Since plantar fasciitis can sometimes be aggravated by tightness in connected muscles in the feet and calves—for example, the Achilles tendon—many experts recommend stretching the feet and the calves in particular to help relieve plantar fasciitis pain. Some other stretches to try: Extend your leg and flex your foot up and down a few times; or, extend your leg, placing your heel on the bed, and gently pull your big toe back toward your ankle and hold for 15 to 30 seconds.
Once you get up and moving, the pain should improve as you walk, and using a tool like a lacrosse or tennis ball or spiky massage roller several times a day may help the pain gradually go away. “Anything that allows the bottom of the arch to roll and lengthen is a good way to treat [the pain],” Ragland says. Beldini adds that self-massage also helps increase blood flow in the area, which may help repair damaged tissue quicker.
Neither Ragland nor Beldini put a hard-and-fast number on how long to roll your foot every time, though Beldini recommends not spending more than five to seven minutes per session, as overdoing it could possibly make the condition worse.
Both times I had plantar fasciitis, I was ultimately able to kick it just in time to still race, and give credit, in part, to this spiky massage ball that’s currently only $ 7 on Amazon. Of course, this tool didn’t make my foot pain go away overnight, but diligently rolling my foot several times a day did ultimately help me completely recover and run at my full potential without pain. And while this tool can likely help other runners in similar situations, the best way to treat plantar fasciitis will always vary by person.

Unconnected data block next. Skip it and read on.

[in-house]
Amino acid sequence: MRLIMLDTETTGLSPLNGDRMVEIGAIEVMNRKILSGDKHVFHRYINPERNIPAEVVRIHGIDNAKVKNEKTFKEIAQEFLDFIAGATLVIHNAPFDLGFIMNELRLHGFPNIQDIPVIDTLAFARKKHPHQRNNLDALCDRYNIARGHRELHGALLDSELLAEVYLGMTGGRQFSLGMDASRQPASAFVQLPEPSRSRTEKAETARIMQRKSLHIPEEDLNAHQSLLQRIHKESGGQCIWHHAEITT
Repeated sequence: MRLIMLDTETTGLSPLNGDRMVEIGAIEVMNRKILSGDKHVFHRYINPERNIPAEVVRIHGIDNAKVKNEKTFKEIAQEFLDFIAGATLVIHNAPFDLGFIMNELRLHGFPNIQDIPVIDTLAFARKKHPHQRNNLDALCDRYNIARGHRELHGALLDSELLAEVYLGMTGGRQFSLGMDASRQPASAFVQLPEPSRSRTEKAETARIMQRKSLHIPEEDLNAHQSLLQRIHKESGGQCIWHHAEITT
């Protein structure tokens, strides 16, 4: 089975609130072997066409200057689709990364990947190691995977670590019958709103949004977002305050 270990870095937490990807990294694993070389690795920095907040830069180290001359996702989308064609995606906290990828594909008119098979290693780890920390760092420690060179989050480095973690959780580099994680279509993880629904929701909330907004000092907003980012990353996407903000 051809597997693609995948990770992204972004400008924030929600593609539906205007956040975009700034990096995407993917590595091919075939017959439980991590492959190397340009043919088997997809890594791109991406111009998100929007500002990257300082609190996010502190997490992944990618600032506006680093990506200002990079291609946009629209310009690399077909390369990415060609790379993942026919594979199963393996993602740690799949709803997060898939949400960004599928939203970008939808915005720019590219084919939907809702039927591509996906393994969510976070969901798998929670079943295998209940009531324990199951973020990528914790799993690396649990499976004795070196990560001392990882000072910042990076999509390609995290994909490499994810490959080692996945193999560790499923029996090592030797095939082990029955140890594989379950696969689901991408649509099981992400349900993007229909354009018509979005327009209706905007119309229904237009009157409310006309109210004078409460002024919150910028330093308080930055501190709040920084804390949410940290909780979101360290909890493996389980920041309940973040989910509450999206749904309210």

Ragland and Beldini both say you may not need to stop running completely while treating plantar fasciitis, but it’s key to listen to your own body. Some people may need to stop the activity that caused the pain in the first place; others may be able to keep at it but just dial back a bit until things improve. For the first few days after my foot pain showed up, running was definitely out of the question. Naturally, I was freaking out—I could barely even walk a step without pain; how the heck was I going to run 26.2 miles in less than two weeks? But with some rest and diligent stretching and rolling, the pain started slowly but surely improving.